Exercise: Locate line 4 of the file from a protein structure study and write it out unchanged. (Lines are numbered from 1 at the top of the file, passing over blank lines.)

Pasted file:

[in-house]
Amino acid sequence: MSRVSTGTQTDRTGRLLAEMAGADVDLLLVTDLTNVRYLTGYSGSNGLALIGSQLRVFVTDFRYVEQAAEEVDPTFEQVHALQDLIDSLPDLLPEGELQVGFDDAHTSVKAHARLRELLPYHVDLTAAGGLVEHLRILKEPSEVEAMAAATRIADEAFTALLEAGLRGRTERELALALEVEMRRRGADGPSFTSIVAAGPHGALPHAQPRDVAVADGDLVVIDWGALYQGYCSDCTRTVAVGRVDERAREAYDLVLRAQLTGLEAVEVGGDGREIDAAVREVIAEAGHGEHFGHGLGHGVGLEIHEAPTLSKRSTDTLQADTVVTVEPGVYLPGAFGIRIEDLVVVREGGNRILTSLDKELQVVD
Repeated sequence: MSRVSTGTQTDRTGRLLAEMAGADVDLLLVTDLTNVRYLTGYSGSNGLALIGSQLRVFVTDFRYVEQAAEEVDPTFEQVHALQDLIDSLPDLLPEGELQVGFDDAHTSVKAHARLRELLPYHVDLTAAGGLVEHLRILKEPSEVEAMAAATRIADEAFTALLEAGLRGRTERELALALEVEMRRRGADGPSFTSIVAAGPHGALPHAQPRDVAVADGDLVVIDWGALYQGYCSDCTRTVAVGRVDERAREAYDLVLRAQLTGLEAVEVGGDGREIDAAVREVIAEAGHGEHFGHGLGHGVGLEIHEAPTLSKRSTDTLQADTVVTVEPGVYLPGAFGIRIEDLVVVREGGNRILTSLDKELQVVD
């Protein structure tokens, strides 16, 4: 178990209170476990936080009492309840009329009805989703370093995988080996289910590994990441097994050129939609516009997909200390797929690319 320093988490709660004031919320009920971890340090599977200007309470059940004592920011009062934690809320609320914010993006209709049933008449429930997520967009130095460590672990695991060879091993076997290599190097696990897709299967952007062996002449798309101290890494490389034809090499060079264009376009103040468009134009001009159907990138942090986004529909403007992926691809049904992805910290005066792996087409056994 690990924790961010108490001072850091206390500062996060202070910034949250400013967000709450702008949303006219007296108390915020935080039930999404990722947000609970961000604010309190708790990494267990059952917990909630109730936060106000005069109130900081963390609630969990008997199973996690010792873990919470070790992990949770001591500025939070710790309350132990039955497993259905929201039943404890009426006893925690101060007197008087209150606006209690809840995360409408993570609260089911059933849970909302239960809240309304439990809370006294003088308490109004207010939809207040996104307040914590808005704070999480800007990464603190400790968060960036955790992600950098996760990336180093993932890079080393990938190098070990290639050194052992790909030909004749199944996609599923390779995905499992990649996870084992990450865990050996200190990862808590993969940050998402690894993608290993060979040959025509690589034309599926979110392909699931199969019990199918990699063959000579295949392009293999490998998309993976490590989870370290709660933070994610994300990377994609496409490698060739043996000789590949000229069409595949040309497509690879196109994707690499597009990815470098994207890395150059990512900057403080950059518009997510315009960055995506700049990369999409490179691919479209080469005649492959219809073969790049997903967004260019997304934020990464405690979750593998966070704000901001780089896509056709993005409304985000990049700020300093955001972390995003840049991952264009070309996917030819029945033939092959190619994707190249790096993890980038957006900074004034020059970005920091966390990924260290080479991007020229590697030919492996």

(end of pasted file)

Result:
């Protein structure tokens, strides 16, 4: 178990209170476990936080009492309840009329009805989703370093995988080996289910590994990441097994050129939609516009997909200390797929690319 320093988490709660004031919320009920971890340090599977200007309470059940004592920011009062934690809320609320914010993006209709049933008449429930997520967009130095460590672990695991060879091993076997290599190097696990897709299967952007062996002449798309101290890494490389034809090499060079264009376009103040468009134009001009159907990138942090986004529909403007992926691809049904992805910290005066792996087409056994 690990924790961010108490001072850091206390500062996060202070910034949250400013967000709450702008949303006219007296108390915020935080039930999404990722947000609970961000604010309190708790990494267990059952917990909630109730936060106000005069109130900081963390609630969990008997199973996690010792873990919470070790992990949770001591500025939070710790309350132990039955497993259905929201039943404890009426006893925690101060007197008087209150606006209690809840995360409408993570609260089911059933849970909302239960809240309304439990809370006294003088308490109004207010939809207040996104307040914590808005704070999480800007990464603190400790968060960036955790992600950098996760990336180093993932890079080393990938190098070990290639050194052992790909030909004749199944996609599923390779995905499992990649996870084992990450865990050996200190990862808590993969940050998402690894993608290993060979040959025509690589034309599926979110392909699931199969019990199918990699063959000579295949392009293999490998998309993976490590989870370290709660933070994610994300990377994609496409490698060739043996000789590949000229069409595949040309497509690879196109994707690499597009990815470098994207890395150059990512900057403080950059518009997510315009960055995506700049990369999409490179691919479209080469005649492959219809073969790049997903967004260019997304934020990464405690979750593998966070704000901001780089896509056709993005409304985000990049700020300093955001972390995003840049991952264009070309996917030819029945033939092959190619994707190249790096993890980038957006900074004034020059970005920091966390990924260290080479991007020229590697030919492996």